In today’s tech-enabled world, there a lot of terms being thrown around about predictive models and algorithms. We want to set the record straight on those terms and give you tips on what to think about in terms of selecting a vendor for predictive modeling.
Term 1: Algorithms
The term “algorithms” is a popular word and basically, is a sorting program. They take large amounts of data and create sort order based on certain attributes within an individual record compared to other records. For example, some data helps you rank prospects by wealth, investments, etc. This provides a good way to sort data but doesn’t really compare that data to specific anticipated outcomes.
Term 2: Predictive models
Predictive models are built based on historical data which is used to predict a future outcome. A true predictive model is built to predict a specific outcome based on historical data and provides a score to the data outputs. Scores help emulate your workflow and automate some of the workflow by creating a useable rank which is calibrated to your market and your historical results. For example, a model will show you prospects willing to donate based on historical data and other behavioral indicators. Then, it will rank and prioritize those prospects for you so that your staff is effective with their outreach.
Tips in selecting a vendor:
- Determine if the solution is an algorithm or a true model? A model is preferable since it will provide the most useful information. Ensure that the model is using the correct type of data and if it was built specifically for your industry because one size does not fit all with predictive models. What works for a healthcare foundation doesn’t work for other foundations outside of healthcare.
- Ensure that the solution is calibrated to your historical results and market. There are big differences in data and financial estimates by regional markets so it is important to take those into account when looking for a solution.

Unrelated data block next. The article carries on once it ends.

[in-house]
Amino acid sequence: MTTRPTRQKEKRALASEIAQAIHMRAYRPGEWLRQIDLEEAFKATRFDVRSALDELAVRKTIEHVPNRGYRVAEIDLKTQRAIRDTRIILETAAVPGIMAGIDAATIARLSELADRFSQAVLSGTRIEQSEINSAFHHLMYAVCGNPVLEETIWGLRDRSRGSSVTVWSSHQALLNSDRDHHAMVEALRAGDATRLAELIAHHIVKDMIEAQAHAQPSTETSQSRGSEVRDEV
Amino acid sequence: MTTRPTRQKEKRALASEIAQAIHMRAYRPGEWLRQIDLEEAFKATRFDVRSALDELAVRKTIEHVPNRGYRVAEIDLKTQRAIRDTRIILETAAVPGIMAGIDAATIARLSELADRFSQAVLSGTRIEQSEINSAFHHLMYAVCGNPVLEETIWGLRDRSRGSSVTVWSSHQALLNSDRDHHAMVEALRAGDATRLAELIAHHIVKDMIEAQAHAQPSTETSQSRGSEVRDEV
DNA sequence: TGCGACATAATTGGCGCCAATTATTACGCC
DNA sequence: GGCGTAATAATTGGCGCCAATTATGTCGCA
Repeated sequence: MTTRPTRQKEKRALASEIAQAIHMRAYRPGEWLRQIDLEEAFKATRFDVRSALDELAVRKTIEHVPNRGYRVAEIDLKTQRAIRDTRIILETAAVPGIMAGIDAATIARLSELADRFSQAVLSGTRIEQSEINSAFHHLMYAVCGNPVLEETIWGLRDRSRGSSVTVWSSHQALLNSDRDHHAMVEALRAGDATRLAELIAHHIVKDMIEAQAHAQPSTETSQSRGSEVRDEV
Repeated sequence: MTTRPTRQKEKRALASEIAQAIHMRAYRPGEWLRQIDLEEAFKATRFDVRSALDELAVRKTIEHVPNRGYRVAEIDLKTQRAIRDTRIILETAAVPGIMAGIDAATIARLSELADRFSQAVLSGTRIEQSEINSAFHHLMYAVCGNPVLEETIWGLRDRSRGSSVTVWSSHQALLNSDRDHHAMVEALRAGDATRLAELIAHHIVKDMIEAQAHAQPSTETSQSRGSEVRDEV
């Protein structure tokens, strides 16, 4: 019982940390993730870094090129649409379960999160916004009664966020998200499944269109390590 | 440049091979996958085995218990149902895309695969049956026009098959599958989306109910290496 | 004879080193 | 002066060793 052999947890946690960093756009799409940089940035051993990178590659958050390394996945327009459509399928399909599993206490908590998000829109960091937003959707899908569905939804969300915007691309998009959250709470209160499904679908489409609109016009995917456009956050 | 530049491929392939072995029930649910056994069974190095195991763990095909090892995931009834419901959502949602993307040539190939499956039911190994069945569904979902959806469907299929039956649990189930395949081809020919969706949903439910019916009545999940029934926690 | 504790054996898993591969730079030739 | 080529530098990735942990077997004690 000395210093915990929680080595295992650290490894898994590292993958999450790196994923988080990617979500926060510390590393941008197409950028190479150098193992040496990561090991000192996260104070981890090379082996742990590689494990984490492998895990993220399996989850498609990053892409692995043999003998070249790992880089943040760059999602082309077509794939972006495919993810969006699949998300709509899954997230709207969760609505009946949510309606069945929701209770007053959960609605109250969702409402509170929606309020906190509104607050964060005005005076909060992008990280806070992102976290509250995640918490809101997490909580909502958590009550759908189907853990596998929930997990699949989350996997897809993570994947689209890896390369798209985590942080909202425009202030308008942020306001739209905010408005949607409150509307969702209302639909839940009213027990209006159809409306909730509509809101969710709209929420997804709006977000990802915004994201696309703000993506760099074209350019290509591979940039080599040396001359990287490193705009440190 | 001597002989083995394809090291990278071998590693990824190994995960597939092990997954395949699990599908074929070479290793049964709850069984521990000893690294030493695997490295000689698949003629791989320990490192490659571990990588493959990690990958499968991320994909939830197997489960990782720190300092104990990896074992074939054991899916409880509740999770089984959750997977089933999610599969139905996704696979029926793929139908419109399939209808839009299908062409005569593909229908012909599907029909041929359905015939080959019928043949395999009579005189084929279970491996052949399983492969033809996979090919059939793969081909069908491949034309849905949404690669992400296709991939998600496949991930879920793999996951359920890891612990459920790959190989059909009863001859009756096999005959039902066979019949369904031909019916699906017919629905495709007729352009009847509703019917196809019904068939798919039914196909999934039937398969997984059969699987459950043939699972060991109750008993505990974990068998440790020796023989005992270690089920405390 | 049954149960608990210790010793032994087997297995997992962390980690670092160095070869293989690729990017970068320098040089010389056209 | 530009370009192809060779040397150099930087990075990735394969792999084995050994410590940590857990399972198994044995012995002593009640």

- Determine if the vendor provides you with an “odds table” that shows their scores based on prospects that donated and those that were solicited/did not donate. This is key to developing your workflow strategy and program design. It will also prove ROI from the onset so changing vendors or strategies does not become so risky.
- Find out if the solution is a generic score or algorithm and how many other non-profits in your market are using the same data. By finding this out, you will be able to determine how many other non-profits are chasing the same prospects. If everybody is using the same solution (and data), it really becomes a race to pitch a cause in hopes you get there first and trigger interest with prospective donors.
- Ask the vendor what provisions are in place to adjust the solution as results are accumulated and what is done to improve the model over time. Predictive models need to be calibrated over time so it’s important that the vendor stays innovative in this respect.
- Determine the flexibility of the solution in that it can be used across any fundraising software or is it captive to that specific vendor. Having integration between systems is critical. Even though you have a donor management solution in place, having a predictive model that overlays it and is integrated can make the donor management solution even more robust with the ability to provide more positive outcomes.
In today’s world, there’s a “solution for everything” but it’s important to select one intelligently that meets your needs. The real approach is to remain open-minded and nimble, and look for solutions that are specific to your mission and market.